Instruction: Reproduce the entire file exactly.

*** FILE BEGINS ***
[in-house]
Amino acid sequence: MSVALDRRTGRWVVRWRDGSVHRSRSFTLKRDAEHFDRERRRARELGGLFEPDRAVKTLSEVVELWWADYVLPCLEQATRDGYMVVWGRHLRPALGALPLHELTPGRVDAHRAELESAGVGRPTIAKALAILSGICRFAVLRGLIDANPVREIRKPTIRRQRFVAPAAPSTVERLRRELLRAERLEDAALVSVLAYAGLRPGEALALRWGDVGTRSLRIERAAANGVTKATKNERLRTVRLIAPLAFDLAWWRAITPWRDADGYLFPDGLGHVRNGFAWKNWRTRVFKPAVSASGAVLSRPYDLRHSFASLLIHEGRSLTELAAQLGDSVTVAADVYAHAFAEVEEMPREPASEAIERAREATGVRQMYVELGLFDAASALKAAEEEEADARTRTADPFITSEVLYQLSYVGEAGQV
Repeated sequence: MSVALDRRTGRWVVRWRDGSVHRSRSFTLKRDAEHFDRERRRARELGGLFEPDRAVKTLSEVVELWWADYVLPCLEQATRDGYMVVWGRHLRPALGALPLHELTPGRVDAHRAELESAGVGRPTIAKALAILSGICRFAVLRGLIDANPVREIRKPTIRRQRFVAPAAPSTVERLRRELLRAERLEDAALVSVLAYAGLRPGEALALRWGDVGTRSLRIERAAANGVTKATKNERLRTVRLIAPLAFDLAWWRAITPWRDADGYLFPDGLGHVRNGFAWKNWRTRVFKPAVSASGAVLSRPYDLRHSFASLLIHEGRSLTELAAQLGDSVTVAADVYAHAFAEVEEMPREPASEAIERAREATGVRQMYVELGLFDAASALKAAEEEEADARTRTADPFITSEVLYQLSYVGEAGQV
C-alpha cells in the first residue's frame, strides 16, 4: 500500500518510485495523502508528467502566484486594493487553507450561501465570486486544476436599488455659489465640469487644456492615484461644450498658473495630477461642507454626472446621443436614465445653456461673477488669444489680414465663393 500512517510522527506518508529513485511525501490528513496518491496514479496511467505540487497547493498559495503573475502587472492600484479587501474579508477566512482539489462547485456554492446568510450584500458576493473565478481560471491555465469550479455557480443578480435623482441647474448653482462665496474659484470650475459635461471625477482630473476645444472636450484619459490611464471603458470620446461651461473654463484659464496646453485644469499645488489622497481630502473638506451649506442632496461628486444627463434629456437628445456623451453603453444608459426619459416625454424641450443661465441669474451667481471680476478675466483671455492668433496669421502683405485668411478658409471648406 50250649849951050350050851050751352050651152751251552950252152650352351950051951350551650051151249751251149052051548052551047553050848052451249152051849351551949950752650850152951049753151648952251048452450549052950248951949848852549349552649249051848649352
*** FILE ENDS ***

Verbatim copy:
[in-house]
Amino acid sequence: MSVALDRRTGRWVVRWRDGSVHRSRSFTLKRDAEHFDRERRRARELGGLFEPDRAVKTLSEVVELWWADYVLPCLEQATRDGYMVVWGRHLRPALGALPLHELTPGRVDAHRAELESAGVGRPTIAKALAILSGICRFAVLRGLIDANPVREIRKPTIRRQRFVAPAAPSTVERLRRELLRAERLEDAALVSVLAYAGLRPGEALALRWGDVGTRSLRIERAAANGVTKATKNERLRTVRLIAPLAFDLAWWRAITPWRDADGYLFPDGLGHVRNGFAWKNWRTRVFKPAVSASGAVLSRPYDLRHSFASLLIHEGRSLTELAAQLGDSVTVAADVYAHAFAEVEEMPREPASEAIERAREATGVRQMYVELGLFDAASALKAAEEEEADARTRTADPFITSEVLYQLSYVGEAGQV
Repeated sequence: MSVALDRRTGRWVVRWRDGSVHRSRSFTLKRDAEHFDRERRRARELGGLFEPDRAVKTLSEVVELWWADYVLPCLEQATRDGYMVVWGRHLRPALGALPLHELTPGRVDAHRAELESAGVGRPTIAKALAILSGICRFAVLRGLIDANPVREIRKPTIRRQRFVAPAAPSTVERLRRELLRAERLEDAALVSVLAYAGLRPGEALALRWGDVGTRSLRIERAAANGVTKATKNERLRTVRLIAPLAFDLAWWRAITPWRDADGYLFPDGLGHVRNGFAWKNWRTRVFKPAVSASGAVLSRPYDLRHSFASLLIHEGRSLTELAAQLGDSVTVAADVYAHAFAEVEEMPREPASEAIERAREATGVRQMYVELGLFDAASALKAAEEEEADARTRTADPFITSEVLYQLSYVGEAGQV
C-alpha cells in the first residue's frame, strides 16, 4: 500500500518510485495523502508528467502566484486594493487553507450561501465570486486544476436599488455659489465640469487644456492615484461644450498658473495630477461642507454626472446621443436614465445653456461673477488669444489680414465663393 500512517510522527506518508529513485511525501490528513496518491496514479496511467505540487497547493498559495503573475502587472492600484479587501474579508477566512482539489462547485456554492446568510450584500458576493473565478481560471491555465469550479455557480443578480435623482441647474448653482462665496474659484470650475459635461471625477482630473476645444472636450484619459490611464471603458470620446461651461473654463484659464496646453485644469499645488489622497481630502473638506451649506442632496461628486444627463434629456437628445456623451453603453444608459426619459416625454424641450443661465441669474451667481471680476478675466483671455492668433496669421502683405485668411478658409471648406 50250649849951050350050851050751352050651152751251552950252152650352351950051951350551650051151249751251149052051548052551047553050848052451249152051849351551949950752650850152951049753151648952251048452450549052950248951949848852549349552649249051848649352